15 Brooklyn places that made NYMag’s Cheap Eats list

The fish sandwich at Handsome Hanks is quite a looker. Photo courtesy of New York Magazine.

It’s been a fish sandwichy, porky bunny, crazy pizza-ish food year in NYC, thems being the big trends highlighted in the New York Magazine 2012 Cheap Eats list released yesterday. The roster of Brooklyn places confirms Crown Heights as a rising chow hub, with Prospect Heights still still going strong. Our pick of their picks is the pizza at PeteZaaz, where you can choose from garlic-chip béchamel, fried chicken, creamed corn, pickled jalapeños, and pulverized Cheez-Its as toppings. Or order a Gourmet Stoner, which has purple Peruvian potatoes, crème fraîche, bacon, Cheddar, and green onion. We get that funny feeling in our eyes just reading it. Here, in no particular order, the 15 new-ish places that made the cut. Which ones did they miss?

Chuko
552 Vanderbilt Ave., at Dean St., Prospect Heights; 718-576-6701

PIZZA
The M.O.B. at Maimomide of Brooklyn
$10, 525 Atlantic Ave., nr. Third Ave., Boerum Hill

PORK BUNS
Brooklyn Wok Shop
182 N. 10th St.,  nr. Driggs Ave. Williamsburg

FISH SANDWICHES
Handsome Hank’s Fish Hut’s whiting sandwich, $8
Saturdays at Smorgasburg and Sundays at Brooklyn Flea, N. 6th St. at the East River, Williamsburg

 

6 Comment

  • How does $20 for pizza and meatballs qualify as cheap eats? Go find a pizza shop that’s been around for a few decades and buy yourself a chicken or lasagna slice for $4, those are actual cheap eats.

    • A new, traditional, cheap pizza place opening up at Franklin and Prospect. And you can buy by the slice, unlike the “gourmet” pizza restaurants that are opening up in the ‘hood.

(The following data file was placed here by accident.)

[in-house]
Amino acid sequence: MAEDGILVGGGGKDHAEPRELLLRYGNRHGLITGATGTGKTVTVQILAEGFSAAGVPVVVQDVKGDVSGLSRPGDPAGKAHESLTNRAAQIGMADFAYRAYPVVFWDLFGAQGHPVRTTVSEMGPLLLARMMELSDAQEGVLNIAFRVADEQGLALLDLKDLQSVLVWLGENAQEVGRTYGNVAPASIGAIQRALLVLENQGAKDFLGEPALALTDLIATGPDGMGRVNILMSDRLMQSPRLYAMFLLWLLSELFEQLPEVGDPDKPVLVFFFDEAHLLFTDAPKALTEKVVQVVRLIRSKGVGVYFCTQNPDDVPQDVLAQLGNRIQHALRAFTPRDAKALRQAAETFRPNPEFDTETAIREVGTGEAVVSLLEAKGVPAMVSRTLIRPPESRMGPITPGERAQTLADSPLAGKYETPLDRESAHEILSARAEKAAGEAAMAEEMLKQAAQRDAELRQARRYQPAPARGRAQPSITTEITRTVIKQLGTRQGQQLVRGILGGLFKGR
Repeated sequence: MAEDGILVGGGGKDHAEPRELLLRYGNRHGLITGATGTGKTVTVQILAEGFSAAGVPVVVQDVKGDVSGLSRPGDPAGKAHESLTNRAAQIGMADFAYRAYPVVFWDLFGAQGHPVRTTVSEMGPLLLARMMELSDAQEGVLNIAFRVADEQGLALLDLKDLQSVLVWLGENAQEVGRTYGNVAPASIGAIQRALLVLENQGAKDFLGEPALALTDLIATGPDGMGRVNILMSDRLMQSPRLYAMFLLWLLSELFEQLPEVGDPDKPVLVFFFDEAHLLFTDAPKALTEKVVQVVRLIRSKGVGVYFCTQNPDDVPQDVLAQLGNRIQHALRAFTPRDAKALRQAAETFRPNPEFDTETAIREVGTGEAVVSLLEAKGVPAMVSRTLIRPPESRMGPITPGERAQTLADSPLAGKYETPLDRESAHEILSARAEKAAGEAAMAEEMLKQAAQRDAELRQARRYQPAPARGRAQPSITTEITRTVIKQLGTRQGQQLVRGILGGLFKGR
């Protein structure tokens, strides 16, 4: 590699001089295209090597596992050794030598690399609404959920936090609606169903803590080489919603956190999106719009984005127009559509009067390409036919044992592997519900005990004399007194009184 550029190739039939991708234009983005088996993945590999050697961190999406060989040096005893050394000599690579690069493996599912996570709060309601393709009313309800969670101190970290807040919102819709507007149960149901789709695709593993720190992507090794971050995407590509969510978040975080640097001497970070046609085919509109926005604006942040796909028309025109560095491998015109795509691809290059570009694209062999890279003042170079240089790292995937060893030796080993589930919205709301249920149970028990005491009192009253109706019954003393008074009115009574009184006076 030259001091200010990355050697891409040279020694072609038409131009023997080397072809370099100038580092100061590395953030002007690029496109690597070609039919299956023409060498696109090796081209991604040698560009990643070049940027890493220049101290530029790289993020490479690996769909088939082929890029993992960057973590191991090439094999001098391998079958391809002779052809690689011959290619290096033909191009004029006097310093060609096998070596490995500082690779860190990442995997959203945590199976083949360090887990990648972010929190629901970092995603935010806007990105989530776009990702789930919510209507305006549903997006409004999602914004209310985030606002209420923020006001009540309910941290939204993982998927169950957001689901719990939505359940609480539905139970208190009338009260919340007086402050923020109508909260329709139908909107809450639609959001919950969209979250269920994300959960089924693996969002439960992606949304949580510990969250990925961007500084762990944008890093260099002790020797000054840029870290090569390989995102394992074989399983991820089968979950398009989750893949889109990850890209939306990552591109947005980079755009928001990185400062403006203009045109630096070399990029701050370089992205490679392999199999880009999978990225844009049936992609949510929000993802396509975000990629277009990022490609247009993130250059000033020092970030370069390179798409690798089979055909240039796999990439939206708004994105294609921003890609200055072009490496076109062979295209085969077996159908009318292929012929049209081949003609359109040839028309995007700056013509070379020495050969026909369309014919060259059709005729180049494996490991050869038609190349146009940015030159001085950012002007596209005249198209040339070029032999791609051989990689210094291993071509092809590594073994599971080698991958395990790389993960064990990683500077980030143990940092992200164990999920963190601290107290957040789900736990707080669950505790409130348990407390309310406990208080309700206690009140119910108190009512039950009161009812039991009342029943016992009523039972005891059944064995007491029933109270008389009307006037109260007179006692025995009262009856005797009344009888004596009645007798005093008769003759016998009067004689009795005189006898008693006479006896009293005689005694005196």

• No falafel, no peace. Know falafel, know peace.

  • La Vara is great, but I’d say that it isn’t “cheap eats” either. It’s a tapas place so of course there are some dishes in the $8-$12 range, but eating a meal will still set you back significantly more. My fiancee and I actually checked out for the first time just a couple of days ago, ordered a full (but not what I’d term excessive) meal, one drink each, one dessert to share, and it came in a bit over $100 with tax and tip. Not unreasonable, but hardly “cheap”. Also, the roast suckling pig (which seems, from reading reviews, to be one of their best dishes) clocks in at $32 and isn’t particularly large (though the table next to us, who ordered it, seemed to really enjoy it).

  • Barboncino is actually pretty great. Is it cheap? No, but nothing on these NY Mag lists ever are since they define “cheap” as $25 and under. As someone who loves food/eats out fairly regularly, I generally use these as a starting point to find a splurge-y restaurant to treat myself at.

  • Yea this was a confusing list, most of the places aren’t any cheaper than a lot of equally delicious restaurants. The only qualification seems to be “a meal you could get for under $25,” and they even broke that with places like Pok Pok by saying, “you will probably be sharing.”